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United States
278 Posts
 Posted 01/20/2012  10:06 pm  Show Profile Check asimpson91's eBay Listings Bookmark this reply Add asimpson91 to your friends list Get a Link to this Reply
That is a very good point as well, exoguy. This variety may be on a 98 year old coin, however, it has only been 15 years since the variety has been reported. Im not sure what the population report on these coins are. But I DO know that They are not as difficult to find as some may think!
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United States
224 Posts
 Posted 01/21/2012  11:02 pm  Show Profile Bookmark this reply Add arsave to your friends list Get a Link to this Reply
I don't agree with some of the values in the books. Sometimes things are too high, and other they seem too low.
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1934 Posts
 Posted 02/16/2012  08:02 am  Show Profile Bookmark this reply Add j_h_s to your friends list Get a Link to this Reply
This is PCGS price guide on the coin. Maybe $700 in Cherrypickers is inflated. PCGS is then hugely inflated. And you sold a XF of this very coin for $175 on eBay?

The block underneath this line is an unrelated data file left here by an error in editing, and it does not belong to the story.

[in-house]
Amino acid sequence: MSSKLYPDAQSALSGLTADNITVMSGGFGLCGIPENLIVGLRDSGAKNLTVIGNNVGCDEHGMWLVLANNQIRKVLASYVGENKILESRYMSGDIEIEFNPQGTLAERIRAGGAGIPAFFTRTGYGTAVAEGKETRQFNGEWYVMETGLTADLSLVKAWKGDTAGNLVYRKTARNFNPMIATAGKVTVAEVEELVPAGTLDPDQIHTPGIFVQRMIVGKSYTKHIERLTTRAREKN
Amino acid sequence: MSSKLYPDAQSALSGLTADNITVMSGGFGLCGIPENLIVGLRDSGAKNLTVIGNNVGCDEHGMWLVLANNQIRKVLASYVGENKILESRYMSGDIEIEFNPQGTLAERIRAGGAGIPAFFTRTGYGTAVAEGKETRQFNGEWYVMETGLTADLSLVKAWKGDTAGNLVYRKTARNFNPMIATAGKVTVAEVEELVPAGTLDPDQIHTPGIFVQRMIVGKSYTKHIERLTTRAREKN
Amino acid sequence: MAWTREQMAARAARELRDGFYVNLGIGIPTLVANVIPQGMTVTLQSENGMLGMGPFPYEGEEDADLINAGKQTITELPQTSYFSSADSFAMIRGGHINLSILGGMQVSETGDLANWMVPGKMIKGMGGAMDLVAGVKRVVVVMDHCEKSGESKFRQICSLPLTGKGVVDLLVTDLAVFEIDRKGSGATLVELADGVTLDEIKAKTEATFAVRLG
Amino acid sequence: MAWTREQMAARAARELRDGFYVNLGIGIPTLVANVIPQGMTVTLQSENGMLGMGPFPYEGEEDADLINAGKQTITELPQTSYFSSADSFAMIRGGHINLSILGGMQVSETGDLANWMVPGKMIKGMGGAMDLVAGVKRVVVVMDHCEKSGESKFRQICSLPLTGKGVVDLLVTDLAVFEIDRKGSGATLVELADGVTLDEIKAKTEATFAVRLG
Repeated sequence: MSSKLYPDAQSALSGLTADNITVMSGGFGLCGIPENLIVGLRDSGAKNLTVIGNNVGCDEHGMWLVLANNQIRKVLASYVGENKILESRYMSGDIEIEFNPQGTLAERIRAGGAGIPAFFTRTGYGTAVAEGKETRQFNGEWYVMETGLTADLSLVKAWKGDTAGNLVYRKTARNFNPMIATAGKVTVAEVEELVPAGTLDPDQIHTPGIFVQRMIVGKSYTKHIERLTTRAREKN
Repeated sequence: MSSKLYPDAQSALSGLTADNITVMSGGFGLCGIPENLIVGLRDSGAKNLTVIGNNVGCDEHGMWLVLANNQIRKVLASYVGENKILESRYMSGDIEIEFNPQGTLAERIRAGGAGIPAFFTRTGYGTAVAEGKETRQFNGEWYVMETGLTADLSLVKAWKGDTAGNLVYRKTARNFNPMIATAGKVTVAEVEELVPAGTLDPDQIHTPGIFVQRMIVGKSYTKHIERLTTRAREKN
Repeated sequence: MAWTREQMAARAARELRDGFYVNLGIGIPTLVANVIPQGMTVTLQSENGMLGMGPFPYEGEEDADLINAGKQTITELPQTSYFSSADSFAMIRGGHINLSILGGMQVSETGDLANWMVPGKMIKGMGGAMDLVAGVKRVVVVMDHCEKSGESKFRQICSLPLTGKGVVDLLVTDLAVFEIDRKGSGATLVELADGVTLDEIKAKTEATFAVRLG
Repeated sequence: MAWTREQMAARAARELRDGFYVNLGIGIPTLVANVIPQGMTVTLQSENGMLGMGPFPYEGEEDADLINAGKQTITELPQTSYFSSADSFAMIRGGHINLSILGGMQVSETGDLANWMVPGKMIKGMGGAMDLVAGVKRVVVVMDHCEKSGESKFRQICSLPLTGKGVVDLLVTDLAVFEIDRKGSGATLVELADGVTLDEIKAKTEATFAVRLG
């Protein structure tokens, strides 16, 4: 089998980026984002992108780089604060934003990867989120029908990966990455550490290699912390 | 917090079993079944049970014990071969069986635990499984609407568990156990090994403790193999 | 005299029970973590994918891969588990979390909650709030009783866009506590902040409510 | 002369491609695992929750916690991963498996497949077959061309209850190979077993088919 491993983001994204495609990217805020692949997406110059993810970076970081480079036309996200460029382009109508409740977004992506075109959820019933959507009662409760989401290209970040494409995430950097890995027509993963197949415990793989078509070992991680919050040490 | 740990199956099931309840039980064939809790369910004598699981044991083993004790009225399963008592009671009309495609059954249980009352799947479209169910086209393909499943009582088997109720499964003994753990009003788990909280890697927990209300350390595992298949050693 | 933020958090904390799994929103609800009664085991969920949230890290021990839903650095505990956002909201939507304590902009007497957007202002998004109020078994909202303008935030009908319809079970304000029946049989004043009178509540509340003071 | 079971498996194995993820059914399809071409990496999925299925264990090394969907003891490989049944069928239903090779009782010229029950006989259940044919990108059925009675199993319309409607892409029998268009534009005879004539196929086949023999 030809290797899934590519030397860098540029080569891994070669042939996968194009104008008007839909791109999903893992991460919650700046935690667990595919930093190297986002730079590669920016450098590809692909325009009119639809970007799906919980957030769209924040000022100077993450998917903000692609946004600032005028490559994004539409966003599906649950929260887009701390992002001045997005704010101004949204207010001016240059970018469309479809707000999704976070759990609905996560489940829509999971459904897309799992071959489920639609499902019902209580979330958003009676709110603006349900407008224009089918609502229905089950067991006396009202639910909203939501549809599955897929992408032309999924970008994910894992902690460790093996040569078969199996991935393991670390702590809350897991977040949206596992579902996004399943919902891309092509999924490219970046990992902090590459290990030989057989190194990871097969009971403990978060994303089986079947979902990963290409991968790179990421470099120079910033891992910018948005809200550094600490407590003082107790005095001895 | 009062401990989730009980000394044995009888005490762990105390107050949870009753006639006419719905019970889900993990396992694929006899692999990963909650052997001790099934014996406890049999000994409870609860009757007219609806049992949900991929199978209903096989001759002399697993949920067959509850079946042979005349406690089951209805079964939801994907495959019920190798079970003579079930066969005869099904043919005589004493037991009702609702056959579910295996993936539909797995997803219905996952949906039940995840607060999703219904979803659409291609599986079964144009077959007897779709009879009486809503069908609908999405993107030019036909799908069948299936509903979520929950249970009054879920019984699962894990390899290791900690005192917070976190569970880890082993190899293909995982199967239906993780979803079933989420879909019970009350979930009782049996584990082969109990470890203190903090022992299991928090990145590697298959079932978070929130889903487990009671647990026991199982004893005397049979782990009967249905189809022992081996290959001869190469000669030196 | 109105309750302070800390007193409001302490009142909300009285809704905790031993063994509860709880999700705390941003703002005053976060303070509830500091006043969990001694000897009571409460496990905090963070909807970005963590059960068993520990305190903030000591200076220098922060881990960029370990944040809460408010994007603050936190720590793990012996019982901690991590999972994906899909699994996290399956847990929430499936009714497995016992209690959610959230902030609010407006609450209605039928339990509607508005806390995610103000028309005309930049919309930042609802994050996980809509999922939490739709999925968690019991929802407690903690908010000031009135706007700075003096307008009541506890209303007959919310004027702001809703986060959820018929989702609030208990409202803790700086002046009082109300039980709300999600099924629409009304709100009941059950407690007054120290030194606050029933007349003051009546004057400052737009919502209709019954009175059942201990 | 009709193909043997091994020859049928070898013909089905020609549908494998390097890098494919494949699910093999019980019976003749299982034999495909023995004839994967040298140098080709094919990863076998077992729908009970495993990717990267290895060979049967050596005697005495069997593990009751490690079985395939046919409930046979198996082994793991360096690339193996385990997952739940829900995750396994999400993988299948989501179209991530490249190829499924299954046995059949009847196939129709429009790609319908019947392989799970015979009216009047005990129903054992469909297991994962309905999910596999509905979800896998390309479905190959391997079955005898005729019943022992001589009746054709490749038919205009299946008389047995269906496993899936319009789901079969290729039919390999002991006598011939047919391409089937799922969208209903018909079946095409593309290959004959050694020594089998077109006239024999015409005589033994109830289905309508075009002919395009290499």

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 Posted 02/17/2012  11:03 pm  Show Profile Check westcoin's eBay Listings Bookmark this reply Add westcoin to your friends list Get a Link to this Reply
Don't forget when the book/variety is first getting publicity there are not many found yet, so pricing will be higher, as the word gets out and people begin to hunt them down, many more examples will be "found" and will come into the marketplace, lowering the values dramatically.

This happened on many TOP100 VAMs after the book was out for a year or so, case in point the 1887-P DDO "Alligator Eye" VAM-11 became known as fairly common, I had a roll of MS63/64 dollars assembled within 4 months, sold while they were hot and bringing several hundred dollars each.

Many other VAMs became even rarer than previously thought, as well as many new VAMs have been found since the initial publication as more people entered the VAM side of collecting. VAM's are a bit more popular due to the sheer number of Morgan and Peace dollars available, and the fact most people can't afford to collect every date and mint mark, it's easier to collect a subset of a single date of die pairings or a subset of VAMs like the TOP100 or HOT50 lists.

Buffalo nickels while very popular are not collected by die variety by nearly as many people as say VAMs are. The Buffalo collector usually wants the 3 legged variety and 1916 DDO and 1917/8 and that it.

Also varieties that make it into printed album slots become very popular and "must haves" for set collectors ie: Lincoln cents 1922 plain, 1955 and 1972 DDOs, the rest of the DDOs and RPDs are only a very small subset for collectors and not usually required to have as a complete set.